A CONVERSATION WITH THE MEAA
Background: Guilds are groups of crafts-persons who come together to advocate for their craft, develop skills, set standards and mentor and advise those new to the craft.
Unions are made up of groups of workers who unite to improve and defend working conditions and promote policies that will benefit their members in a way individuals are not able to do.
Unlike guilds, unions are formally registered as employee organisations, giving them access to legal processes that a guild is not allowed access.
ASE: What does the Union do?
MEAA: A union is a essentially group of people who work together to improve something in their workplace or industry that they couldn’t as individuals. As a registered union, MEAA can do things like engaging in formal collective bargaining with employers, making applications on disputes in the Fair Work Commission, registering agreements to make them legally binding, and can tackle issues affecting members across the industry as well as providing services like journey and public liability insurance.
ASE: Please tell us a little bit about the MEAA, when it started, who it represents.
MEAA: The MEAA is the union for people working in the screen industry, as well as live theatres, venues and media.
The 'Screen Techs' union started when the film industry took off in the '70s and '80s. Back then membership was high, but it fell away in the '90s when the crew, journalists’ and actors’ unions amalgamated to form the MEAA, and the film crew’s voice got lost.
When we started rebuilding about five years ago, Screen Tech membership was very low - less than 10% on every production. Now, as crew get more involved in pushing for pay increases, it’s hitting majority membership on some shows.
ASE: More than 50% union membership on a production is very powerful. Film crews are obviously hurting from the 'low budget' scenario as much as film Editors are.
MEAA: In screen, we’ve traditionally had strongest membership among the on-set crew, but off-set crew membership is now getting stronger as well. We need to build membership in post-production so that you guys have got just as strong a voice as any other part of the production and your issues can be raised and taken seriously.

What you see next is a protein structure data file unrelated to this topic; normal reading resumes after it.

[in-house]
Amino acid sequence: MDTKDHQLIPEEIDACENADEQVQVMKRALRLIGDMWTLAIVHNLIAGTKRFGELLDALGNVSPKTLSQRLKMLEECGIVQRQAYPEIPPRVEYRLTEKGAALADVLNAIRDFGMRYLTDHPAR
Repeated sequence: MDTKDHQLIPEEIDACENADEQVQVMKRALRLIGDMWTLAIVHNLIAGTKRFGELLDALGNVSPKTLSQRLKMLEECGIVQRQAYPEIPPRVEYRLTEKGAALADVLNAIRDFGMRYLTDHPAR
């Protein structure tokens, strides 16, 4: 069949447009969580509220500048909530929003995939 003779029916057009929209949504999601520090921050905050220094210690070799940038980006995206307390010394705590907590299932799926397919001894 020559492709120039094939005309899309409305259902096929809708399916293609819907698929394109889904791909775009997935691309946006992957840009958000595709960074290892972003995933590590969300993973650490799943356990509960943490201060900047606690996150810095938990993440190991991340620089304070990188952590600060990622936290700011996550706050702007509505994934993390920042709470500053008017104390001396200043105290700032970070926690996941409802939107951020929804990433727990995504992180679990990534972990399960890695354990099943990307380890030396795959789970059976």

ASE: What is The Award?
MEAA: The Award is the Broadcasting and Recorded Entertainment Award (BREA) and it sets the minimum wages and conditions that you can legally be paid on a screen production in Australia.
ASE: Who sets the Award?
MEAA: The Award (BREA) is set by the Fair Work Commission after hearing arguments from unions and employers. However, its purpose is solely to set a legal minimum, so it’s not a good forum for negotiating. The MPPA (the SPA-MEAA agreement) is not an award, although a lot of people in the industry call it that. If someone refers to “The Award” it’s always best to clarify whether they mean BREA or MPPA.
ASE: Who creates the MPPA Agreement?
MEAA: The Motion Picture Production Agreement (the MPPA) is negotiated between MEAA on behalf of screen industry workers, and Screen Producers Australia (SPA) on behalf of producers, so it’s easier to adapt to changes in the industry. It has better rates and conditions overall than the (BREA) Award. It generally applies to TV drama and feature films.
ASE: How come both Awards are so low?
MEAA: The BREA is so low because it is literally the minimum wage.
The MPPA was historically a minimum rates agreement that was higher than the Award, and from that people also negotiated their real rate above, individually.
While both the BREA and the MPPA rates have been increased over the years, there was no way of passing those increases on to the real rates that individuals were negotiating. We want to fix that with the Get Real on Rates campaign.
ASE: What is Get Real on Rates?
MEAA: Get Real on Rates is MEAA’s campaign to bring real rates into the MPPA, with annual pay increases, and register that agreement on each job, which means that it’s legally binding on the employer.